|spiritual writings | retreat center directory|
"In the film, Sam responds out of that pure love, from his 'I am' presence."
Raymond Teague is the author of Reel
Spirit: A Guide to Movies That
He is an award-winning
His book is available by clicking the "Buy the Book" link above or by clicking here.
"Reel Spirit" Movie Reviews
I Am Sam
Dr. Seuss had a wonderful way with words, and many parents, children, and grown-up children will recognize the cadence of the words "I am Sam, Sam I am" from his ever-popular book Green Eggs and Ham. In the film I Am Sam, the mentally challenged Sam Dawson (Sean Penn), who has a 7-year-old's IQ, likes to read the book to his young daughter, Lucy (Dakota Fanning).
The book's story, cadence and alliteration no doubt appeal to Sam, although Lucy is ready to move to more involved reading. Therein lie the central plot questions of the movie: Is Sam really competent enough to raise Lucy? What does it take to raise a child?
The Sam of the movie may also be connecting with the words "I am Sam, Sam I am" at a deeper level. The "I am" structure may be resonating with Sam's soul, with that spark of God within himself that some spiritual paths refer to as the "I am" presence.
What is the nature of God, of the "I am" presence? It is, according to many enlightened traditions, love. "God is love," the Bible clearly states. Therefore, when we are connected to our true Self, to our spiritual nature, we are love and we respond out of pure love. In other words, when the self (the human personality, the "Sam") is responding from the Self (the spiritual component, the "I am") we are fully engaged in being expressions of love in the world.
In the film, Sam responds out of that pure love, from his "I am" presence. To him, love is the main thing needed to properly raise Lucy, and that love can overcome any limitations, difficulties, or dangers that might be encountered because of his own mental challenges.
There are those in the legal profession and the Department of Children and Family Services who question such an assumption, and Sam finds a pro bono attorney, Rita (Michelle Pfeiffer), to argue his reliance on love. Lucy agrees with her father. When asked if it isn't true that she needs more than Sam can give her, Lucy replies, "All I need is love." There is never any doubt that Sam loves Lucy.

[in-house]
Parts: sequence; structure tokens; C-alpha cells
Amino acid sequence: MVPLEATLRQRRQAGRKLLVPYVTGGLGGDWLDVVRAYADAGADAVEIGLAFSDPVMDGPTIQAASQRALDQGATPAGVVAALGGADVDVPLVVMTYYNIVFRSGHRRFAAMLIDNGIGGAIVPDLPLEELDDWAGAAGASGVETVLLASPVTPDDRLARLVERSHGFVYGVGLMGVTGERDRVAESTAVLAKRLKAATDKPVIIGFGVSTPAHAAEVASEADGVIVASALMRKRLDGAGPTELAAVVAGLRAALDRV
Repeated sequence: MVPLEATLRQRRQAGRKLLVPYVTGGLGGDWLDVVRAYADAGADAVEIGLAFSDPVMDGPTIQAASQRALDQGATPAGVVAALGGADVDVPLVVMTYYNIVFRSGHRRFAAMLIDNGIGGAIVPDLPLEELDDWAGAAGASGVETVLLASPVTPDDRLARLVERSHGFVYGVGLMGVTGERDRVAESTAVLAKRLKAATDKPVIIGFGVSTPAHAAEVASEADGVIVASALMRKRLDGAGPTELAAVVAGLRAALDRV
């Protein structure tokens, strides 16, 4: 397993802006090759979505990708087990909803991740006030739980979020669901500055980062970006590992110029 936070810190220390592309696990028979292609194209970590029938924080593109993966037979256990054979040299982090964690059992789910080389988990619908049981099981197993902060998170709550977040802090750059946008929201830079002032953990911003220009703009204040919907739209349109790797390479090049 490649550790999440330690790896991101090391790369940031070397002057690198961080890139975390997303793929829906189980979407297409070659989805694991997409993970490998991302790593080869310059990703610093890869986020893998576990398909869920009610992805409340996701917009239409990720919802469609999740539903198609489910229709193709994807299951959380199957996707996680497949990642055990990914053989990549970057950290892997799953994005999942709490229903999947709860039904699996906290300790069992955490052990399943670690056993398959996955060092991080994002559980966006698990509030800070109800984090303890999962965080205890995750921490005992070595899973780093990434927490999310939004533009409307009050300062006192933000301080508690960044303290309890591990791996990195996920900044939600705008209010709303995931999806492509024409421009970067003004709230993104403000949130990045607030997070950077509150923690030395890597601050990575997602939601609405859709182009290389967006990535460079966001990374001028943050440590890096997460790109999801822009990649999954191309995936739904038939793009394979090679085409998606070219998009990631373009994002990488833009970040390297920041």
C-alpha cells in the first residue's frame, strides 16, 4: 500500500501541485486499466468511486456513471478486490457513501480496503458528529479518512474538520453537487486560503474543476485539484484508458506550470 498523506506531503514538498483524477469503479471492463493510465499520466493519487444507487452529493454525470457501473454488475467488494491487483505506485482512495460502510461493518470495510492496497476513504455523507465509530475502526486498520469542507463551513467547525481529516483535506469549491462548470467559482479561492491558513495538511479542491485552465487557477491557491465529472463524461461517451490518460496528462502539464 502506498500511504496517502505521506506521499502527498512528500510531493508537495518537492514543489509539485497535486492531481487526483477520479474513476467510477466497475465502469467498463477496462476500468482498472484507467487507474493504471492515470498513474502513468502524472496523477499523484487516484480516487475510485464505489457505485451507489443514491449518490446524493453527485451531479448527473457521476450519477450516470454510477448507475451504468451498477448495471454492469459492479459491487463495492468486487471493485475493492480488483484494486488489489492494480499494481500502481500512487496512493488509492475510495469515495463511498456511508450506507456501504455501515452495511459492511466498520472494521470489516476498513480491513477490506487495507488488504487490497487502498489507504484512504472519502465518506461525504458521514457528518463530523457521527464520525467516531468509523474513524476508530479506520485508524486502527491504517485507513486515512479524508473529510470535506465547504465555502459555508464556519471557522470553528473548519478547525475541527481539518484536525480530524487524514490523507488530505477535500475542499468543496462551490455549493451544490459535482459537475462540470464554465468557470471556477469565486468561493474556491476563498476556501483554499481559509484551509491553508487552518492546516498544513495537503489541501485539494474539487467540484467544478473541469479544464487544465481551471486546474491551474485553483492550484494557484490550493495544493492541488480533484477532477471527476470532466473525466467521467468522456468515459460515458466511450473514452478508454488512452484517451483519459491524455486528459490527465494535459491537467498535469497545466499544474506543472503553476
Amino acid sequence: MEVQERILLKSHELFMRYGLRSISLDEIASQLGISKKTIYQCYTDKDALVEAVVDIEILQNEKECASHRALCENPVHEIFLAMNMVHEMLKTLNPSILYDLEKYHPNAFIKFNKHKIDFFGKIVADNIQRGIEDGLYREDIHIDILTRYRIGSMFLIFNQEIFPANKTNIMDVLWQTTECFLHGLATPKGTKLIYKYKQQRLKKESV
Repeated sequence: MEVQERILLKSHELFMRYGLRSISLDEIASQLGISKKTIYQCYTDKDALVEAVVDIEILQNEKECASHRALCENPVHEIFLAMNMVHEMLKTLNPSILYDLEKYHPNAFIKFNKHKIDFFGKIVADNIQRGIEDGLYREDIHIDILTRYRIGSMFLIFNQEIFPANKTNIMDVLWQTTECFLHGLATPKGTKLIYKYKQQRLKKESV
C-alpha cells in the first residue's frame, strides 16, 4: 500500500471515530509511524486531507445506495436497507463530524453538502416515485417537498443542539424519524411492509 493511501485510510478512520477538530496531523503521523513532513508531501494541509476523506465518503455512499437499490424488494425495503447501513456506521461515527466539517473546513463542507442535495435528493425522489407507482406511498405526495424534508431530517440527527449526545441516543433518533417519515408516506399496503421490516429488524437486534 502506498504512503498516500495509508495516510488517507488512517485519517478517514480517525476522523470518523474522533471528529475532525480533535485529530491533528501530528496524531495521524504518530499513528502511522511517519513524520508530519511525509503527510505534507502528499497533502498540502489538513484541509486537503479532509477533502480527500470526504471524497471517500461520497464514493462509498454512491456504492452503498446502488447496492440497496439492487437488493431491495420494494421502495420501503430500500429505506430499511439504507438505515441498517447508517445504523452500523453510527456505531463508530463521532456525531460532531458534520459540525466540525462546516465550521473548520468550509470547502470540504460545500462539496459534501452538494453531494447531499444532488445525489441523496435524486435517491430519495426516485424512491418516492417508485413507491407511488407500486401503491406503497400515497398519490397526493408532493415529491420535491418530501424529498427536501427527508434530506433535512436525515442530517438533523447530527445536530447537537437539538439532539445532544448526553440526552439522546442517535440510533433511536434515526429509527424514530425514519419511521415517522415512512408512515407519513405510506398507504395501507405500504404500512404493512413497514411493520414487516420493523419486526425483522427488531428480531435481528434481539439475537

Rita argues in court: "One's intellectual capacity has no bearing on their ability to love." She successfully makes the points that even intelligent, educated, professional parents can at times make big mistakes in their child-rearing decisions and sometimes may forsake patience and compassion in dealing with their children.
From a practical standpoint, objections can be made, and are in the film, that Lucy certainly does need more than love to ensure her proper development, education, and safety. From emotional, psychological and spiritual standpoints, however, the importance of love is well known and documented. Love draws unto itself what is needed to accomplish its divine objectives, but those objectives don't always make sense to humans, who so often don't see the Big Picture.
Sam has a lot of faith in love and love's abilities to make things right. He tells Lucy, "Always set your dreams high."
Both Sam and Rita show that you can't always judge by appearances as to how in tune with their "I am" presence people are. Sam may not look like the epitome of love, but he is. Rita may look like she is all together, but she isn't. She is full of anxieties, anger, guilt over ill treatment of her son, and frustrations being in a loveless marriage; her "I am" presence is lost in neuroses. Sam can teach her a thing or two about love and living from the "I am."
While I Am Sam does offer some worthwhile Reel Spirit considerations about the importance of love, viewers should know also that it suffers from unrealistic scenarios, predictability, tediousness, and an extremely high amount of blatant product advertising - all of which tried this viewer's "I am" perspective.